Most cat owners are usually cautious enough, and regularly monitor the diet of their cats to ensure it doesn’t contain any potential triggers for feline diabetes. But as they say, you can never be too careful.
Diabetes presents serious dietary and lifestyle challenges for your cat. As for you, those insulin injections don’t come cheap either.
Thankfully, research points out to dill’s potential to prevent or reverse diabetes. You can offer this herb occasionally to your feline friend to keep it safe from this debilitating condition.
Besides these three main benefits, there are various other ways your cat might benefit from occasional treats of the herb.
Dill contains monoterpenes, which is a class of terpenes that are touted for their antifungal, anti-inflammatory, antiviral, and anticancer properties.
One monoterpene present in the vegetable, known as d-limonene, has specifically been cited for its ability to fight malignant tumors.
Dill also contains many other minerals that affect the body in various ways. Examples include magnesium, phosphorus, and calcium.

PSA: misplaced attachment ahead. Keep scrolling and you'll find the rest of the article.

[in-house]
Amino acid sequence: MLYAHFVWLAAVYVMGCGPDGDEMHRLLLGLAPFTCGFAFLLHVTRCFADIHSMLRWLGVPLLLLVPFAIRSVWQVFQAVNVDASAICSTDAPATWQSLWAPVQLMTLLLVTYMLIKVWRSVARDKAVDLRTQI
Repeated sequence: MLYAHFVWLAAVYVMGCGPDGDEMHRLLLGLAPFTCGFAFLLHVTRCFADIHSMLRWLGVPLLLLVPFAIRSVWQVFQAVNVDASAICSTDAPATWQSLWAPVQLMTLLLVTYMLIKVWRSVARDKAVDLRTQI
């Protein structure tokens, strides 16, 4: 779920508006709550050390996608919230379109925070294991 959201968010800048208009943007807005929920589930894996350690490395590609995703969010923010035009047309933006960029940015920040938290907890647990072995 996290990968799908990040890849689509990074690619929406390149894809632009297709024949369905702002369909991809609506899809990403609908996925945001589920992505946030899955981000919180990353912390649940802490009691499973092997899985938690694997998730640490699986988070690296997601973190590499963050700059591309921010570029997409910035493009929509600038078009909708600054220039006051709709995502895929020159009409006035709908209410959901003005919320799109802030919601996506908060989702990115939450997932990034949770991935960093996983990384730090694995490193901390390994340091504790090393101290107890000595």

Will Your Cat Enjoy All The Health and Nutritional Benefits of Dill?
After having examined all the possible ways that cats could benefit from eating dill, you may be tempted to readily offer the herb to your cat. Well, not so fast.
Before you proceed, another crucial question that you must settle is, will my cat actually benefit from eating dill?
Sadly, your cat will not utilize all the nutritional elements that are present in dill. That’s because at the end of the day, cats are obligate carnivores, not omnivores.
Being an obligate carnivore means that your cat derives all its nutritional elements from a diet of animal protein. Unlike humans who must eat a balanced diet that consists of flesh, grains, and greens, a cat’s balanced diet purely constitutes meat.
That implies the nutrients present in dill do not interact with your feline’s body the same way they interact with yours.
Even better, the bodies of cats are designed to naturally synthesize some of the minerals that they cannot get from their regular diet of meat. An example is vitamin C.
Also, remember that the digestive system of cats lacks the right enzymes to process fibrous plant matter. Therefore, feeding dill to your cat may cause severe gastrointestinal complications, including bloating, diarrhea, and gas.
What Dill Can Cats Eat?
As is the case with any plant matter, dill consists of leaves, stems, flowers, and seeds.
Even after reviewing all the health and nutritional properties of the herb, it would be naïve to believe that any part of the plant is safe for cats.